Edward A. Trippel
Fisheries and Oceans Canada, Biological Station
St. Andrews, New Brunswick E5B 2L9 Canada
Source - Journal of Northwest Atlantic Fishery Science, Volume 33: 81-113
The subject of reproductive potential of fish populations is dominated by studies on the female gender. Studies on male reproduction are relatively few, but have increased in number during the previous decade. The objectives of this contribution were to describe and quantify the reproductive traits that make up the viable sperm production of a population. Some of these reproductive traits were easily measured from wild fish (e.g., mature testes weight), and others were more easily measured on captive fish (e.g., fertilization potential and sperm motility). Results of laboratory and field studies were then integrated to generate estimates of viable sperm production of a fish stock. A number of experimental protocols have been employed over the years to assess male fertility. The strengths and weaknesses of the different experimental approaches were reviewed and appropriate recommendations given towards establishing standardized protocols. Although the review is broad in nature, and includes references to a number of marine fishes, it concentrated on exploited species that occur in the North Atlantic and Baltic Sea within the taxonomic groups gadoidae, pleuronectoidae and clupeidae (Clupeiformes). In addition, published data on male reproductive traits of species in these taxa were tabulated and summarized. The terms of interest included sex ratio, maturity state, testes weight, sperm fertilization potential (artificial fertilization and paired mating), sperm density, sperm motility and paternal effects on early life history traits.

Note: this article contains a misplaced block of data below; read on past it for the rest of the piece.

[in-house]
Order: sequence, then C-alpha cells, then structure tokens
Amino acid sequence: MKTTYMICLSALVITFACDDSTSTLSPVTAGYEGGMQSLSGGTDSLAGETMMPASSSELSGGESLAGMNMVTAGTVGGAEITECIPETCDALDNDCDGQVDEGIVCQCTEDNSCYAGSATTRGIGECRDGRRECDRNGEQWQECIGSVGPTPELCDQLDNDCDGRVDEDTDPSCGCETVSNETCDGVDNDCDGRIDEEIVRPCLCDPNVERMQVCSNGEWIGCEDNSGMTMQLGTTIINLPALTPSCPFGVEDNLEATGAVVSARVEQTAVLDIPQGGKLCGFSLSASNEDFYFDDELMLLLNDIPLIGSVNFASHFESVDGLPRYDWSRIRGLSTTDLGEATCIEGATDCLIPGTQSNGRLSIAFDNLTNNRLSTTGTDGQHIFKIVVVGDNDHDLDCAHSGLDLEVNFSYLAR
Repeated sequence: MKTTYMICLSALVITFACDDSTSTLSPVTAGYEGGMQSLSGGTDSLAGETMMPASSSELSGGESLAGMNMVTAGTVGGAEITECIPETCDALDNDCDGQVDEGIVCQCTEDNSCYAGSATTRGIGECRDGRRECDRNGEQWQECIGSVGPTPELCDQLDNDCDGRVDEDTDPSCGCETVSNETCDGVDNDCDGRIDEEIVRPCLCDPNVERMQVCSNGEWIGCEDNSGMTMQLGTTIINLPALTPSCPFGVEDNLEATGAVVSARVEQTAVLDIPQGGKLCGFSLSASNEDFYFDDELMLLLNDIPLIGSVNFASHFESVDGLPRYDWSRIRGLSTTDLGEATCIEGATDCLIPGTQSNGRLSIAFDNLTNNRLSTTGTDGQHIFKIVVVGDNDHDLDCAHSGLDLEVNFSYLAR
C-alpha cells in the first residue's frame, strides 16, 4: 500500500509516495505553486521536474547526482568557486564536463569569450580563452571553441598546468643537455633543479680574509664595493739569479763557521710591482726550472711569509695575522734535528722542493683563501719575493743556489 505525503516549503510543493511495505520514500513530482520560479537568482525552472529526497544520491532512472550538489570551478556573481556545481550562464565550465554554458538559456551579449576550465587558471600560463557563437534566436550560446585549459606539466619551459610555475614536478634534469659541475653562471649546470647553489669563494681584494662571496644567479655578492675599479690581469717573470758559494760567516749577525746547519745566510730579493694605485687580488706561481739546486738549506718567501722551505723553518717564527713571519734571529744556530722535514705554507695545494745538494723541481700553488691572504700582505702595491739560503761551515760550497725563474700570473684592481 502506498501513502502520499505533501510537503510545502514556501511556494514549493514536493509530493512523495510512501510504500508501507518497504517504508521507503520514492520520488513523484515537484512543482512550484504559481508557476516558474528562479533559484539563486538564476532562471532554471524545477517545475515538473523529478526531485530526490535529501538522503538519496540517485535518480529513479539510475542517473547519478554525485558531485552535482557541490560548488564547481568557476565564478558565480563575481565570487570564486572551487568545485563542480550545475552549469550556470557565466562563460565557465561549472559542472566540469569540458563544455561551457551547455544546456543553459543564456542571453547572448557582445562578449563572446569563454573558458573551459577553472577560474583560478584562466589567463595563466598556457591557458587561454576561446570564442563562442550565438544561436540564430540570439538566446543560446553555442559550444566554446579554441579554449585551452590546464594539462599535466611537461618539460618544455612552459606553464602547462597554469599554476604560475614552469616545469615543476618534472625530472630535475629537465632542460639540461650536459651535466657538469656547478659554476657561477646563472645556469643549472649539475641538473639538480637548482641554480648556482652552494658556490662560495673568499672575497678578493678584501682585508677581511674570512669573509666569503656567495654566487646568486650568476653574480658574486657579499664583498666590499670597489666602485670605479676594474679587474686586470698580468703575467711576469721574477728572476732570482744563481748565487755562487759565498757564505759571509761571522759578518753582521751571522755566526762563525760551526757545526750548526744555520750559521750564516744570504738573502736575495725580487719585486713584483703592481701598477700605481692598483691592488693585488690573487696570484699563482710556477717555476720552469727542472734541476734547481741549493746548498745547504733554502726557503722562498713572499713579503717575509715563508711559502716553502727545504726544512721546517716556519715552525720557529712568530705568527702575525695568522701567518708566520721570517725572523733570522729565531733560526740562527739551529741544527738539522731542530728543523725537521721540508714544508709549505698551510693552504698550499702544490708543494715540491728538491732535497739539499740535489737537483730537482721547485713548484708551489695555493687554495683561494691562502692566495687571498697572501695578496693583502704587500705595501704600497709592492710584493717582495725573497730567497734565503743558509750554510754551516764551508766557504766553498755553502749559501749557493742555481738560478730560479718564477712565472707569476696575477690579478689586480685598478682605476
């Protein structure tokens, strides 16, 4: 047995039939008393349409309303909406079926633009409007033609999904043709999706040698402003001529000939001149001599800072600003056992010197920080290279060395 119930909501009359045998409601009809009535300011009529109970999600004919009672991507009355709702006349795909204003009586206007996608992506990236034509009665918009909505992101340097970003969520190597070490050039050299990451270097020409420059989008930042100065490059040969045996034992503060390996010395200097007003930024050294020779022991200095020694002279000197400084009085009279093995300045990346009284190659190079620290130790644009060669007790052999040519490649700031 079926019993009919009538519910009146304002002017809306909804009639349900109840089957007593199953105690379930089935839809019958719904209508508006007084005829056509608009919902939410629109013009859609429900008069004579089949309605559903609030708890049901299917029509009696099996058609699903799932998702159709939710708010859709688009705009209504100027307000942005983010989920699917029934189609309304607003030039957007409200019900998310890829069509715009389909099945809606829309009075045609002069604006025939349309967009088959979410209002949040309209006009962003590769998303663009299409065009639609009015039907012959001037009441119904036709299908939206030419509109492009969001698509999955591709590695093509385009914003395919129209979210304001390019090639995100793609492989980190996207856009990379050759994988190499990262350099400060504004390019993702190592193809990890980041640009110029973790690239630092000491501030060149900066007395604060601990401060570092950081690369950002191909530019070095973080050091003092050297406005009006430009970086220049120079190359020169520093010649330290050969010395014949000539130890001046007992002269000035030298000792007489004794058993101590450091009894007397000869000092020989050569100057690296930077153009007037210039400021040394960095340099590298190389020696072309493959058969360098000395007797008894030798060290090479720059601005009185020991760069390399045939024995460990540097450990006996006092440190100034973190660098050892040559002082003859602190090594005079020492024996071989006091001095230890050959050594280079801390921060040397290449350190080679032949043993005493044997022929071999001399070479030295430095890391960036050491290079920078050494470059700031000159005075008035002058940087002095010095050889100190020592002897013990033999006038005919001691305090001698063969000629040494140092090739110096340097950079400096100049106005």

An equation for determinate spawners was described that quantifies a population's viable sperm production using data on adult body characteristics and associated quantity and quality of sperm. The equation was used to establish time series of viable sperm production for Atlantic cod (Gadus morhua) of Newfoundland and Labrador. Results indicated on average 1 600 billion viable sperm were released to produce one recruit at age 3 years but with substantial variation among years in relation to changes in stock composition and growth as well as stock size. Distinct peaks in the number of viable sperm in 1981 and 1986 corresponded to distinct peaks in the number of age 3 recruits in those same years.
Language - English
Publisher - Northwest Atlantic Fisheries Organization (NAFO), Dartmouth, N.S., Canada
Publication Date - 2003
Publication Type - Journal Article
Descriptors - Atlantic cod, fertilization potential, genetics, larvae, mating success, maturity, paternal effects, spawning, sperm competition, sperm density, sperm motility, stock reproductive potential